Companies pitch in to support tele-education with data, devicesThe country’s three carriers are pitching in to help remote learning during these times of trouble, as the coronavirus leaves students stuck in their homes unable to get to their places of education.
SK Telecom, KT and LG U+ will waive data fees incurred when customers access educational sites including EBS, a state-run educational broadcasting network.
The exemption is being granted to students, their parents and teachers using either smartphones or tablets until May. Only connections to specified educational sites will be included. YouTube and social networking sites are not covered under the program.
These measures have been implemented as the move to digital classes will likely trigger an increase in smartphone bills, since the lessons are primarily conducted via real-time video.
Samsung Electronics will provide 30,000 tablets, while LG Electronics will offer 6,000, according to the Ministry of Science and ICT on Wednesday.
The tablets will be reserved for students from low-income families.
KT, SK Broadband and LG U+, operators of internet protocol television (IPTV), will assign more channels to air EBS programs.
“A household or student can choose the medium at their convenience whether it is online or TV,” the ministry said in a statement.
Still, a family with many children or those from low-income households might need a PC, laptop, tablet or smartphone.
In that case, those in need can turn toward their school or education office in their region to borrow a device for free.
The measures came against the backdrop of the launch of national “tele-education,” which will start from April 9. Questions on how students from low-income families would be ensured education were raised, since the government started considering using digital technology to make sure students and teachers keep a distance amid the coronavirus outbreak.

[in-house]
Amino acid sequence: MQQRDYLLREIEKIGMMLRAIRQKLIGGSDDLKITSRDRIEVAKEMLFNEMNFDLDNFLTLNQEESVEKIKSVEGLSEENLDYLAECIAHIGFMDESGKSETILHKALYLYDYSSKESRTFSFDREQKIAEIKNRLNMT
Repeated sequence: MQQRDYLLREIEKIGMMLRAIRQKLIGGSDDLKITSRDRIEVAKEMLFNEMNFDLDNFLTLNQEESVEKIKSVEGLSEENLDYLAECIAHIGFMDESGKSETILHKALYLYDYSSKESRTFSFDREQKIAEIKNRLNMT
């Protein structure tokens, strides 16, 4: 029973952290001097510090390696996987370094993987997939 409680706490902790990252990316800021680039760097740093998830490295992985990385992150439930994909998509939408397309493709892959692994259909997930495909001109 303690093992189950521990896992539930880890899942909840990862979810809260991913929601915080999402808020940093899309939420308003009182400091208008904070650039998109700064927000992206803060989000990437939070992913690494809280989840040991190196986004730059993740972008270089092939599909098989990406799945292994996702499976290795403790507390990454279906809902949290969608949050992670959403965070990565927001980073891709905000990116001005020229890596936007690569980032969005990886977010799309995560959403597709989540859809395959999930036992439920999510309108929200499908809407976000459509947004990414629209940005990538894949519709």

The company aid, which comes at the Ministry of Education’s request, resolves this issue, but critics say the government has shifted its responsibility to private firms at an urgent time, after years of neglecting to expand IT infrastructure in the education field.
“Last month the server for a live EBS class shut down because it couldn’t sustain the sudden explosion of user numbers,” said an anonymous source at a local mobile carrier. “This phenomenon will likely intensify once tele-education starts, and we’re concerned it will be mobile carriers receiving the blame.”
Another education professor at a national university said the recent event “is proof that [the government] was unprepared with the basics. It shouldn’t be relieved that it somehow put off a disaster with company support. It’s time it comes up with policies and administrative efforts on tele-education.”
BY PARK EUN-JEE, PARK HYUNG-SOO [firstname.lastname@example.org]